Budhos remembers how the original Basement Bhangra parties seemed to bring Desi people together in a way that felt exciting and energetic.

"The scene is still pretty vibrant, but it may be more diffused now," she said. "At the time, it was such a turning point. It wasn't just Basement Bhangra, but this sound and space that was taking off."

GUP SHUP: Meet Sadaf Jaffer, NJ assemblywoman and trailblazer

Sadaf Jaffer speaks at an Eid celebration in Central Jersey.

Assemblywoman Jaffer speaks at an Eid celebration in Central Jersey. Photo courtesy of Sadaf Jaffer.

Sadaf Jaffer (D-16) made history as the first woman of South Asian descent to become mayor in New Jersey a few years back, and she made history again this year as one of the first two Muslims to join the NJ State Assembly. What's with all the recent "firsts" in a state that has a long history of South Asian and Muslim residents? Here's Sadaf to explain:

What's it like being a Desi woman in the NJ Assembly?S: I'm proud to be able to represent the Desi community in the legislature and ensure that our issues are addressed by the state government. Some of our initiatives this year have been to invest in translation services and seek more specific data regarding the needs of diverse AAPI communities in New Jersey. In terms of women's rights, we have passed legislation protecting reproductive rights in New Jersey. I also think it is important to bring the perspective of the mother of a young child, which helped motivate me to support gun safety legislation that was just signed into law by Gov. Phil Murphy.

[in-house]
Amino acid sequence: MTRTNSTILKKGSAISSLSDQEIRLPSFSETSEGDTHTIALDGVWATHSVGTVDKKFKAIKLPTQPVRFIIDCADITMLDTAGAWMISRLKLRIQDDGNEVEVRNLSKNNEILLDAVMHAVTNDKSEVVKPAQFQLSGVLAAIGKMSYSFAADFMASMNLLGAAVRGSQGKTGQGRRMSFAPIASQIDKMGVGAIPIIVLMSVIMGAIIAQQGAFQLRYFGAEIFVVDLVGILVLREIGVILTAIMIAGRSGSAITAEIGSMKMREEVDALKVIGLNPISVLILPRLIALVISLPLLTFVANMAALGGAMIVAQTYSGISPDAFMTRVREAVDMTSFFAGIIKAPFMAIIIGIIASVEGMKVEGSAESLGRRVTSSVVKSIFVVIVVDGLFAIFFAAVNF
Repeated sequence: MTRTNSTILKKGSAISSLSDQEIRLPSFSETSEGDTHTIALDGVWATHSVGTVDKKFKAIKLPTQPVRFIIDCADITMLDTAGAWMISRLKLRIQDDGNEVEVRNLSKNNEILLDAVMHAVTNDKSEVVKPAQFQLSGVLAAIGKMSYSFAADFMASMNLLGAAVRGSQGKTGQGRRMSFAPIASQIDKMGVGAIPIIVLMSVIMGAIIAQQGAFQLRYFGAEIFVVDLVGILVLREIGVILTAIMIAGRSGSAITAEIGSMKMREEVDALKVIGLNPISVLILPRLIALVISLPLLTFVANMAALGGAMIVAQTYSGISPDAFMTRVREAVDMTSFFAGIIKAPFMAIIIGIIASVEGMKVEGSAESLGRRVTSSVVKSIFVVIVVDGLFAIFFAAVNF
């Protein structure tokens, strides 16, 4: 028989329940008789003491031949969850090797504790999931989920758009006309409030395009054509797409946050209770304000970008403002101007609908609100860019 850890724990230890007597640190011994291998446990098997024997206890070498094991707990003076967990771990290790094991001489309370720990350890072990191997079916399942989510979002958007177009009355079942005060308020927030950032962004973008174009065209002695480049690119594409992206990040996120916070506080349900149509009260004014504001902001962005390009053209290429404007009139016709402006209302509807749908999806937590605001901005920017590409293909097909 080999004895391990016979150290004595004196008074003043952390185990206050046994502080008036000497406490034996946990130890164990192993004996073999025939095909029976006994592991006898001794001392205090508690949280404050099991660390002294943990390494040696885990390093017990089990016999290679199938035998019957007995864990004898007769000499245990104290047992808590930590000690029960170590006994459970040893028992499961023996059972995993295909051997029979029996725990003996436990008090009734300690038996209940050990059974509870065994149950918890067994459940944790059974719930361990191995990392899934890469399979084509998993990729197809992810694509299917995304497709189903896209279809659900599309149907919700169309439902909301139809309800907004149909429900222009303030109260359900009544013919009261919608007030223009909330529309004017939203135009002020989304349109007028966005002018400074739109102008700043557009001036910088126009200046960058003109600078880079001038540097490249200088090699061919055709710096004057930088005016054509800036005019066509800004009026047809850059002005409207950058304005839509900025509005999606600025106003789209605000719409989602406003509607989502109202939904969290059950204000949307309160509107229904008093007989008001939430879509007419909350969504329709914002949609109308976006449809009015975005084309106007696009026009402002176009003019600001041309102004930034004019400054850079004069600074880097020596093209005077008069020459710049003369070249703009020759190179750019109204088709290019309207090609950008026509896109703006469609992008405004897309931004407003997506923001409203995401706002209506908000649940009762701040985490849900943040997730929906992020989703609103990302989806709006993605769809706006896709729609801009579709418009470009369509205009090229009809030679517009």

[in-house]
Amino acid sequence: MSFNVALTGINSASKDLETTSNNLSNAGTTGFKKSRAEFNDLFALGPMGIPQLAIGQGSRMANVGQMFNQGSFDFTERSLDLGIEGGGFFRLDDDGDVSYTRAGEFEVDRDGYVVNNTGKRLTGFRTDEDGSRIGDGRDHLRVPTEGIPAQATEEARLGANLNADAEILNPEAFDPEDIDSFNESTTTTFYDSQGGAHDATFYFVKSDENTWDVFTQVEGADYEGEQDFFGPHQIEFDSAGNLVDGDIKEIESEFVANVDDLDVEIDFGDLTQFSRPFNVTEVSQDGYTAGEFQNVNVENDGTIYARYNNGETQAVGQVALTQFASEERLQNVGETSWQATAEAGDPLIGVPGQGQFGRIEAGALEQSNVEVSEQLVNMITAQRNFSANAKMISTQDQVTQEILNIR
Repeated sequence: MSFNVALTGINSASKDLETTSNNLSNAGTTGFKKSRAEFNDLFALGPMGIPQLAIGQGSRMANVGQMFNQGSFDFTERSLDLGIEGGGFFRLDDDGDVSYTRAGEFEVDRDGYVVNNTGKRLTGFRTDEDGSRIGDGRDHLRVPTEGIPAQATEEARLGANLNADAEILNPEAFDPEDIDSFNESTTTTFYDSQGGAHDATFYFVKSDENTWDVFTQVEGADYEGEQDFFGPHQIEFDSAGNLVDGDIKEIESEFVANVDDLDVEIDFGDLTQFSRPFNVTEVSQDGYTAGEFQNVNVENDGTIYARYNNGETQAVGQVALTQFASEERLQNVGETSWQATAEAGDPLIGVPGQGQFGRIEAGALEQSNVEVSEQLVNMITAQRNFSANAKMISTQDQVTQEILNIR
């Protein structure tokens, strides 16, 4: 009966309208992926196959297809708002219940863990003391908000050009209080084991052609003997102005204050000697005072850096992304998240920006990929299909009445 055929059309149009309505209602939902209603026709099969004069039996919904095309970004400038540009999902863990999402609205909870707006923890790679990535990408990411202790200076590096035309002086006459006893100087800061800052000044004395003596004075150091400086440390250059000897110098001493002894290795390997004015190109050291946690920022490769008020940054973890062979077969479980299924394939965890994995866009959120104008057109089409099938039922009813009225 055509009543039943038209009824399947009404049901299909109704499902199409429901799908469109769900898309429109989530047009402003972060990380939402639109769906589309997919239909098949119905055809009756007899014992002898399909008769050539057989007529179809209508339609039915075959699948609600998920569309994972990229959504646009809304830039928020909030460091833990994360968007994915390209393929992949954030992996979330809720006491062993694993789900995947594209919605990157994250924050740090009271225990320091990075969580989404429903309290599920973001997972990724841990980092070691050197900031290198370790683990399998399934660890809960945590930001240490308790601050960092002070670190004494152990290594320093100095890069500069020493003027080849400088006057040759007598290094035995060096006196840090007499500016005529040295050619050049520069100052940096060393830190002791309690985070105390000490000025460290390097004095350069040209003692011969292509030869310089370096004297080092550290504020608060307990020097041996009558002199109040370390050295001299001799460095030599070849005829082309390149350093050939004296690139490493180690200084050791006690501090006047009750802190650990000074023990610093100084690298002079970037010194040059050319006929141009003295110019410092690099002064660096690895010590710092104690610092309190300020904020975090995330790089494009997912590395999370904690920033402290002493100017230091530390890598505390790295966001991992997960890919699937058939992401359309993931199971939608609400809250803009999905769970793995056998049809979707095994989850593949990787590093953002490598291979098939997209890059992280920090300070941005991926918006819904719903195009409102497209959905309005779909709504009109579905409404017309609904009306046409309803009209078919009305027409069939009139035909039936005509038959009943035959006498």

On a more personal note, I remember walking into the legislative chambers for the first time after I was elected and thinking it was quite remarkable that as the child of immigrants, I was afforded the opportunity to serve in a leadership capacity at the state level. I hope to see many more Desi women in such positions in the years to come.

What's your favorite and least favorites parts of the job?S: My favorite part of the job is connecting people to the resources they need. Least favorite would probably be dealing with open hostility and misrepresentation during the campaign.